"Release": When people are looking for a break from thinking about the pandemic constantly.
"Recovery": When restrictions are loosening and people want to gradually get back to their lives.
The possibility of a second wave of coronavirus cases led Mr. Charney to add another stage called "Relapse."
To come up with the road map, Mr. Charney looked back on how consumers and businesses weathered past crises such as the Sept. 11th terrorist attacks and studied data such as consumer sentiment, economic activity and consumer purchasing behavior. Arnold, Progressive's ad agency, conducted a weekly poll of 1,000 consumers that asked a range of questions. Mr. Charney also sought advice from Progressive's chief medical officer and chief economist.
What Progressive discovered is that it isn't always obvious which stage the country is in, and it varies by geography. "It's like you're changing the engine as you're riding your race car. There was no pit stop," Mr. Charney said.
Uncertainty about the pandemic colored most advertising decisions. Progressive sketched out over a half dozen ideas for its National Football League campaigns, for example, before settling on one involving Cleveland Browns quarterback Baker Mayfield, as the company sought to account for whether the 2020-2021 season might be suspended or canceled.
There was a debate within Progressive over how much to spend on marketing. Some executives said advertising was an unwise investment at a time when people weren't driving as much, much less shopping for car insurance.
Mr. Charney resisted the push to cut spending. "You want to stay top of mind -- you don't want people to see an ad from your rival and decide to give them a shot," Mr. Charney said.
The insurance industry's marketing wars are brutal, with some $8.2 billion spent on U.S. ads in 2019, according to ad-tracker Kantar. Flo, the wacky character who wanders into homes and yards in an all-white get-up to pitch Progressive's plans, goes up against the likes of Geico's smart-alecky Gecko and Liberty Mutual's Emu, a tall and unusual bird named LiMu. Progressive is among the top property-casualty insurers.
Progressive, based in Mayfield Village, Ohio, spent $1.8 billion last year on advertising expenditures and is among the top 10 ad spenders in the country. It is expected to spend close to $2 billion on ad efforts this year, despite the crisis, according to an executive familiar with the company's marketing plans.
Progressive bet that the declines in shopping for car insurance were temporary. It also benefited from fewer drivers on the road because it had to pay out fewer claims. "They were largely successful" in increasing market share, Piper Sandler analyst Paul Newsome said of Progressive.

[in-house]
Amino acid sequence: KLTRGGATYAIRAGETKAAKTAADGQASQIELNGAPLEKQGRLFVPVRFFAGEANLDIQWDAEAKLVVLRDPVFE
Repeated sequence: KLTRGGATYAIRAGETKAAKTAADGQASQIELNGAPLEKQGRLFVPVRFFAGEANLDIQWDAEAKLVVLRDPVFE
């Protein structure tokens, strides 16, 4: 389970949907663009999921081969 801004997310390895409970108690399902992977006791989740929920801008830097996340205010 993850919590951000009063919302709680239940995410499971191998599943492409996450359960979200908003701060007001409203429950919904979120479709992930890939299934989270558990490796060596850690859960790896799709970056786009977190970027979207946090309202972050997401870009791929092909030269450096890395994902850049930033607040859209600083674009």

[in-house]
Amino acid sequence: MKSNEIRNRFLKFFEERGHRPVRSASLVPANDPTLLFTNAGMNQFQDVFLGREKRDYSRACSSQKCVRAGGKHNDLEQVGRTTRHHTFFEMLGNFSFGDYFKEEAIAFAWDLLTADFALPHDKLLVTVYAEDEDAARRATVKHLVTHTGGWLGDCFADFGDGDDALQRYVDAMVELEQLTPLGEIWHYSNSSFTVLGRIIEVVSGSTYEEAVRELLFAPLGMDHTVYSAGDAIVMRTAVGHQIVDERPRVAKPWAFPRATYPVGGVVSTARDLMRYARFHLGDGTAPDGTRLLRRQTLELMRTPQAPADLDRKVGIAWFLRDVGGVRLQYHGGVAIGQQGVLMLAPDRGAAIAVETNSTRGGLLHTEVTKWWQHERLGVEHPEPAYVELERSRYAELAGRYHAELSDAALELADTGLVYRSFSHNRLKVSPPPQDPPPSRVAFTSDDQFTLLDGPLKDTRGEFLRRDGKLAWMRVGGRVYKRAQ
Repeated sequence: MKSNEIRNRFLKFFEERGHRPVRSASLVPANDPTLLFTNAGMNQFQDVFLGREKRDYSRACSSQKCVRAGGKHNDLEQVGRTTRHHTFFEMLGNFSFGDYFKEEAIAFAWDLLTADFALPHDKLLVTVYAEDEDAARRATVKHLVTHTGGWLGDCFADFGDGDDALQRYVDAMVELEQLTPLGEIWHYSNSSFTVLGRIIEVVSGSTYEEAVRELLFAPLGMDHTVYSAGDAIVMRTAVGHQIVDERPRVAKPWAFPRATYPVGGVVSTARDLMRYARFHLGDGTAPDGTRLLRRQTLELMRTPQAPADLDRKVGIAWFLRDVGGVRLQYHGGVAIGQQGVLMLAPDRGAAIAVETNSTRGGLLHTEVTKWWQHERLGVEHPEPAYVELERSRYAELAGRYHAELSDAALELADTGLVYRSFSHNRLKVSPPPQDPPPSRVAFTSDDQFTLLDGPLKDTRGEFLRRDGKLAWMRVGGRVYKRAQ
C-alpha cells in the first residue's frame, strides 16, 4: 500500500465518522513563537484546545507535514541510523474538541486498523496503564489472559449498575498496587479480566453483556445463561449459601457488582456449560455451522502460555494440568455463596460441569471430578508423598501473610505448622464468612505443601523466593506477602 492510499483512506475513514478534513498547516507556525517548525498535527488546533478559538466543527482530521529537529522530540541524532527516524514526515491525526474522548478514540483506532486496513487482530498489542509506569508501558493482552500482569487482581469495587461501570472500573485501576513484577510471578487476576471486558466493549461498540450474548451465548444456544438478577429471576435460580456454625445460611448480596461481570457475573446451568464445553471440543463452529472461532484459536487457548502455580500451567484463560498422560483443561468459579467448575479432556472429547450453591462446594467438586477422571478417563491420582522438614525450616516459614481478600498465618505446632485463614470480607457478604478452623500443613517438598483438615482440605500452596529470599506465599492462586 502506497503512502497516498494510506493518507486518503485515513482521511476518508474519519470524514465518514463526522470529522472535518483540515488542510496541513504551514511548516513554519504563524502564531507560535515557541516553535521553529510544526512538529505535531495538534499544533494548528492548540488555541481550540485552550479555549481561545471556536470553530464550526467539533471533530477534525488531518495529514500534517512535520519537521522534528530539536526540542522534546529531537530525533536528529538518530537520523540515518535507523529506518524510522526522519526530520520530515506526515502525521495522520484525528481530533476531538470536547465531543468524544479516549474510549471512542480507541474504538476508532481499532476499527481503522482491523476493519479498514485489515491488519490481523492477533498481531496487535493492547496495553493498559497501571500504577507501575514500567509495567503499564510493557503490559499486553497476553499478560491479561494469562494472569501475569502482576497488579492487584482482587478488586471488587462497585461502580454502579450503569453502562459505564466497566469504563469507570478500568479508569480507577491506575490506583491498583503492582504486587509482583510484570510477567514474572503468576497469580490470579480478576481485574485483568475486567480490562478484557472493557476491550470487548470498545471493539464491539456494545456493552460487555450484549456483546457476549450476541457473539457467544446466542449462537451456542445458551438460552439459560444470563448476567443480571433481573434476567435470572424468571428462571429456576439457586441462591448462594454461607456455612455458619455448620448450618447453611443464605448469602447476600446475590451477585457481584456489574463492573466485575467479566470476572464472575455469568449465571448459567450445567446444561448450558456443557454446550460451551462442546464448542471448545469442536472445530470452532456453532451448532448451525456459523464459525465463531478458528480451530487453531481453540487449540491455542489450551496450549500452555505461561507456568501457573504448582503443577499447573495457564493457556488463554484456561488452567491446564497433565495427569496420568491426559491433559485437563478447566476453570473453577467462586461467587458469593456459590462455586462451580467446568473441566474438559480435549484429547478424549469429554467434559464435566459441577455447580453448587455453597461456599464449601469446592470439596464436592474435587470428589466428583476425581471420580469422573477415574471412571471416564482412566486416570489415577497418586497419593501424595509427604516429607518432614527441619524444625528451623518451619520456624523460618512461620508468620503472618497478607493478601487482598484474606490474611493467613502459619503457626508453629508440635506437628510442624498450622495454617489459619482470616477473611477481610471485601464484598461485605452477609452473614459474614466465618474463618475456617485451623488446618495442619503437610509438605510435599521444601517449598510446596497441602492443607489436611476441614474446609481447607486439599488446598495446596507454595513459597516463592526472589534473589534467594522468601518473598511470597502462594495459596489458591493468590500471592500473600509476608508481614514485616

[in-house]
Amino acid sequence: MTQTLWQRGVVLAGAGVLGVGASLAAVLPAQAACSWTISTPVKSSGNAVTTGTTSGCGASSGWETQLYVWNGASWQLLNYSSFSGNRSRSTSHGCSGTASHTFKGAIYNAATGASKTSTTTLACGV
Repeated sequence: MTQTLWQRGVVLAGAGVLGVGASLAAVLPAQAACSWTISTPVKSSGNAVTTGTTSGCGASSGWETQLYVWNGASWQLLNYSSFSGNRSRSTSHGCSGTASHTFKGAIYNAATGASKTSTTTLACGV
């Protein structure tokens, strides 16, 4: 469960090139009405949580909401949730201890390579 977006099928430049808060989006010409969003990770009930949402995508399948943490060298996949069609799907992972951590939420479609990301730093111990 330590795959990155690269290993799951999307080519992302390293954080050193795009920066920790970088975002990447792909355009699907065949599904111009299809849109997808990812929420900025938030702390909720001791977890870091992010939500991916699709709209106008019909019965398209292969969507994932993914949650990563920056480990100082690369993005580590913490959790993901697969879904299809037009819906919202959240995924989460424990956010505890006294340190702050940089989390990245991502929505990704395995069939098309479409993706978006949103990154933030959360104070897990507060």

The company replaced Berkshire Hathaway's Geico as the No. 2 U.S. private auto insurance provider for the second quarter, according to S&P Global Market Intelligence.
Many marketers treaded lightly in the pandemic's early stages, wary of looking as if they were exploiting the crisis. Moreover, research showed that consumers wanted brands to do more to help people and employees affected by the pandemic. Anheuser-Busch included a charity component in most of its ad campaigns. The professional athletes who participated in the videogame tournament on Twitch won a donation to a charity of their choice. An online workout video series, which it created and aired on sites such as YouTube, promoted its Michelob Ultra beer and raised money for trainers and gym owners who were hurt by the pandemic.
As part of its "Relief" stage, Progressive aired an ad called "Apron" that featured a montage of people putting on aprons. "What does an apron have to do with insurance? An apron is protection, an apron is not quitting until you've helped make something better," the voice over intoned. The spot announced a program that provided credits on car insurance premiums, since people were driving less. Progressive CEO Tricia Griffith narrated it.
By mid-April, Mr. Charney felt the nation was ready to move beyond the "Relief" phase. A self-described news junkie, he has studied patterns in how people respond to traumatic historical events. He recalled the first sporting event to take place in New York after the Sept. 11, 2001 terrorist attacks. On Sept. 21, 2001, the New York Mets defeated the Atlanta Braves with a game-winning home run by Mike Piazza. "People were ready for sports, they needed a release," said Mr. Charney.
Similarly, as the pandemic stretched on, Mr. Charney noticed the heavy media buzz around "Tiger King," a documentary series on Netflix about the life of zookeeper Joe Exotic. He took it as a sign that people were ready to escape pandemic life. Polling data, gathered by Progressive's ad agency Arnold, revealed that 63% of U.S. consumers believed brands could bring some much-needed humor to people during a tough time.